‘Recalls of CCC Legislators as Part of Zanu-PF’s Historical Power Play’ – Academic

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Harare, Zimbabwe – Academic and researcher Dr. Phillan Zamchiya has criticized the recent recalls of Citizens Coalition for Change (CCC) legislators by self-appointed secretary-general Sengezo Tshabangu, which have resulted in Zanu-PF attaining a two-thirds majority in the National Assembly.

Zamchiya argues that these actions are part of Zanu-PF’s longstanding strategy to consolidate power, tracing back to the early years of the late President Robert Mugabe’s rule.

During a virtual meeting organized by the Zimbabwe Election Support Network (Zesn), Zamchiya presented on the topic “Recalls and Subsequent By-Elections, Lessons Learned and Insights into Democratic Processes in Zimbabwe.” He highlighted that the use of recalls in Zimbabwe’s political landscape has its roots in Zanu-PF’s efforts to neutralize internal competition.

“The background to recalls in Zimbabwe is actually immersed in the dark world of politics and power. Recalls have been used as an instrument to thwart inter- and intra-party competition. It was introduced by Zanu-PF in the late 1980s to manage internal politics, not to address citizens’ concerns,” Zamchiya explained. “Robert Mugabe faced competition from Edgar Tekere, his secretary-general. They expelled him from Zanu-PF and wanted to recall him from Parliament, leading to the constitutional amendment of 1989.”

Although Tekere was not recalled, as he left Zanu-PF to form the Zimbabwe Unity Movement (Zum), the recall mechanism became a tool for political maneuvering. Zamchiya condemned the recall law as undemocratic, asserting it has no place in a representative democracy.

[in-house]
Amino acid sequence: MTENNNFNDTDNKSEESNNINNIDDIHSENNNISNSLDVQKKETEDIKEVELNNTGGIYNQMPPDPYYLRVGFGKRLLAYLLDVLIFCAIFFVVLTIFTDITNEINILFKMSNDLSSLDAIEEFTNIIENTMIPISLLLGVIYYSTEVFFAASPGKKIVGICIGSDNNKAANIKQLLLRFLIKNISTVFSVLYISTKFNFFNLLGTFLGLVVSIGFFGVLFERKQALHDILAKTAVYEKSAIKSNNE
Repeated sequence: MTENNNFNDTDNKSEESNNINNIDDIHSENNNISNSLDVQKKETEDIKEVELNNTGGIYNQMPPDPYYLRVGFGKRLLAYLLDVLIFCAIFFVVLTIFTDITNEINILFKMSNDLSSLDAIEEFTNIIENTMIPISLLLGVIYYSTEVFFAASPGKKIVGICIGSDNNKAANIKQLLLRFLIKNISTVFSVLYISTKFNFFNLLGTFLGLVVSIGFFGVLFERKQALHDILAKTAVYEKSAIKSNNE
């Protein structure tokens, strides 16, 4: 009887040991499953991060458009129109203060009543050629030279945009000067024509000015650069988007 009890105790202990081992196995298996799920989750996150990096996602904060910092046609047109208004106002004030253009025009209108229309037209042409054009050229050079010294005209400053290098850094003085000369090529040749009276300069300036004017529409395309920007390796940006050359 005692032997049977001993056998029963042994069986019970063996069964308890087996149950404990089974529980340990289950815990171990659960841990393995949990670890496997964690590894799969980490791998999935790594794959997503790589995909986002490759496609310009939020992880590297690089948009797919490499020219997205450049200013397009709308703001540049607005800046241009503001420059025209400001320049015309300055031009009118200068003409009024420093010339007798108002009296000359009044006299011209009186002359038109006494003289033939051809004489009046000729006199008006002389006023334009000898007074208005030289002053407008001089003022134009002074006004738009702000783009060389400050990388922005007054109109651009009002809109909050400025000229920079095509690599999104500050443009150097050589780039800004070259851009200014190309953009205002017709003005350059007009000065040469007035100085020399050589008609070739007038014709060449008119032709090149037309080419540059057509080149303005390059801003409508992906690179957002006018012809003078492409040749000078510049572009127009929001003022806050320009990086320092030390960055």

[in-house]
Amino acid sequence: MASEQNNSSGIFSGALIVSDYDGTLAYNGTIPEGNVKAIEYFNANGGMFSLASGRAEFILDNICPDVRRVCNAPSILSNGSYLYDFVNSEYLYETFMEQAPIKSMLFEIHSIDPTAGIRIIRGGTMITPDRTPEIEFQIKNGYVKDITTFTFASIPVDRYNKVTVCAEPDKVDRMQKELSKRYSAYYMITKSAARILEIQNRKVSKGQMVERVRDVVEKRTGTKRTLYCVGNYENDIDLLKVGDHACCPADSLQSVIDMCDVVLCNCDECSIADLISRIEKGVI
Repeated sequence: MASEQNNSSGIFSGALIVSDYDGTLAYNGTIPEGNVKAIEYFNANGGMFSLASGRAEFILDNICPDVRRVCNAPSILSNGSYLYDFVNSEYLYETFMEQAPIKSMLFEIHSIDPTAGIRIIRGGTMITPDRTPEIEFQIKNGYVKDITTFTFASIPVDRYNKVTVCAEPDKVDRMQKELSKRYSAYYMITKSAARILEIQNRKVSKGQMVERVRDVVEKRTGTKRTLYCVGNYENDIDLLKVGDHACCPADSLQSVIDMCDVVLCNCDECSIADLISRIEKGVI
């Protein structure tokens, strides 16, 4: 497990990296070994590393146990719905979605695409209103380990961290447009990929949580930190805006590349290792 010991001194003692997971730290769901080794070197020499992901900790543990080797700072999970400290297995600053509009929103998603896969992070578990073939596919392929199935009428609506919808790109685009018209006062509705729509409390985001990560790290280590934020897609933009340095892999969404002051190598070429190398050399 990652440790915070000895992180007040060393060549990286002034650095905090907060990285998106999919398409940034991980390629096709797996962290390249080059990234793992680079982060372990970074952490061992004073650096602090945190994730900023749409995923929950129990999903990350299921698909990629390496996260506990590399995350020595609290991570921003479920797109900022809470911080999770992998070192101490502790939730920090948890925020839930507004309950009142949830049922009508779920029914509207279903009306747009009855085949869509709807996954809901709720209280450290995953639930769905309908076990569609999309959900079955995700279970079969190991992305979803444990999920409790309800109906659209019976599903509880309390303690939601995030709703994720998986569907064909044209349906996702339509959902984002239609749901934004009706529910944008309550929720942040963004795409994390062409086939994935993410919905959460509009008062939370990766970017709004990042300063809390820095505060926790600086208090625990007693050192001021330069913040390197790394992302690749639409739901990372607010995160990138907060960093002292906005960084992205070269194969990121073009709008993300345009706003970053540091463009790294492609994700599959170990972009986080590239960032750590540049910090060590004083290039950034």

“It is discernible from various international experiences that recalls are used more by semi-democratic countries than mature democracies. These recalls are more common for elected representatives than members of the executive,” he noted.

The recent recalls orchestrated by Tshabangu, supported by the executive, Parliament, judiciary, and state security agents, have shifted the political balance in Zimbabwe. These actions have allowed Zanu-PF to regain a foothold in urban areas, reversing the trend set by the now-defunct MDC since 2000.

Observers argue that Tshabangu’s actions, driven by self-interest and backed by powerful allies, have undermined the democratic struggle in Zimbabwe. After securing a parliamentary two-thirds majority for Zanu-PF and urban seats, Tshabangu reportedly received rewards, including a Senate seat, a Toyota Fortuner, and financial benefits.

Zamchiya also highlighted the financial burden of by-elections on the nation, noting that taxpayer money spent on these elections translates into millions of US dollars in a country where many citizens struggle with poverty.

Explaining the concept of recalls, Zamchiya said, “A recall allows for the removal of an elected official, be it an MP or a councillor, from office before their term is complete without waiting for the next general election. This mechanism is typically relevant in representative democracies.”

He outlined three main mechanisms for recalls worldwide, noting that Zimbabwe’s model, defined by section 129, sub-section 1K, and section 278, sub-section 1 of the constitution, involves intra-party-initiated recalls leading to by-elections.

Dr. Phillan Zamchiya holds a Doctor of Philosophy degree in international development from the University of Oxford, a Master of Philosophy degree in land and agrarian studies from the University of the Western Cape, and a Bachelor of Science degree in politics and administration from the University of Zimbabwe. He serves on the international editorial boards of Oxford Development Studies and the Journal of Southern African Studies.